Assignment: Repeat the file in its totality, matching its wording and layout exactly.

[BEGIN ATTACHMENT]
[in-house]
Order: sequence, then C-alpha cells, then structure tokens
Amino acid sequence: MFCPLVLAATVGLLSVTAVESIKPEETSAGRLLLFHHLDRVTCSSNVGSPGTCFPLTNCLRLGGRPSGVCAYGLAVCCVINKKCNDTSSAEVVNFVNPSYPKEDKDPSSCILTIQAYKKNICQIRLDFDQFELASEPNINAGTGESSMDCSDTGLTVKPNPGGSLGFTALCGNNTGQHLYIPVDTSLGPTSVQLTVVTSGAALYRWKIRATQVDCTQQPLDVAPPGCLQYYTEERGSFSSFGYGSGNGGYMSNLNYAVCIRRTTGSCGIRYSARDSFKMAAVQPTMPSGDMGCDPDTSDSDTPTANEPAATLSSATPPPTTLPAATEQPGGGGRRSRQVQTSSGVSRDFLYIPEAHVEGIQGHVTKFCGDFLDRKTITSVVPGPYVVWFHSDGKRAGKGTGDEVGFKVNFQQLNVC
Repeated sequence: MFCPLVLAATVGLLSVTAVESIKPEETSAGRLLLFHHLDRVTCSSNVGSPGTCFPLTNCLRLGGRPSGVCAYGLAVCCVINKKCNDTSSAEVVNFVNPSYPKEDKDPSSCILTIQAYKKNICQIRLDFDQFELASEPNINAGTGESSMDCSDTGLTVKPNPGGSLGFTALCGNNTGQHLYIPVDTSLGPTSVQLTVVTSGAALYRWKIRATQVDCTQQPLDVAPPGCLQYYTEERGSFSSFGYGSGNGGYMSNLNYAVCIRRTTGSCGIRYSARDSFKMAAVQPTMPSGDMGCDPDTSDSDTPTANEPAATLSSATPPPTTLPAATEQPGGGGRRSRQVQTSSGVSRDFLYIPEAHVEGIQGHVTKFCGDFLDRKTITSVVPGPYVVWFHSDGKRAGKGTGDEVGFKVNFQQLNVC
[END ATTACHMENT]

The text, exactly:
[in-house]
Order: sequence, then C-alpha cells, then structure tokens
Amino acid sequence: MFCPLVLAATVGLLSVTAVESIKPEETSAGRLLLFHHLDRVTCSSNVGSPGTCFPLTNCLRLGGRPSGVCAYGLAVCCVINKKCNDTSSAEVVNFVNPSYPKEDKDPSSCILTIQAYKKNICQIRLDFDQFELASEPNINAGTGESSMDCSDTGLTVKPNPGGSLGFTALCGNNTGQHLYIPVDTSLGPTSVQLTVVTSGAALYRWKIRATQVDCTQQPLDVAPPGCLQYYTEERGSFSSFGYGSGNGGYMSNLNYAVCIRRTTGSCGIRYSARDSFKMAAVQPTMPSGDMGCDPDTSDSDTPTANEPAATLSSATPPPTTLPAATEQPGGGGRRSRQVQTSSGVSRDFLYIPEAHVEGIQGHVTKFCGDFLDRKTITSVVPGPYVVWFHSDGKRAGKGTGDEVGFKVNFQQLNVC
Repeated sequence: MFCPLVLAATVGLLSVTAVESIKPEETSAGRLLLFHHLDRVTCSSNVGSPGTCFPLTNCLRLGGRPSGVCAYGLAVCCVINKKCNDTSSAEVVNFVNPSYPKEDKDPSSCILTIQAYKKNICQIRLDFDQFELASEPNINAGTGESSMDCSDTGLTVKPNPGGSLGFTALCGNNTGQHLYIPVDTSLGPTSVQLTVVTSGAALYRWKIRATQVDCTQQPLDVAPPGCLQYYTEERGSFSSFGYGSGNGGYMSNLNYAVCIRRTTGSCGIRYSARDSFKMAAVQPTMPSGDMGCDPDTSDSDTPTANEPAATLSSATPPPTTLPAATEQPGGGGRRSRQVQTSSGVSRDFLYIPEAHVEGIQGHVTKFCGDFLDRKTITSVVPGPYVVWFHSDGKRAGKGTGDEVGFKVNFQQLNVC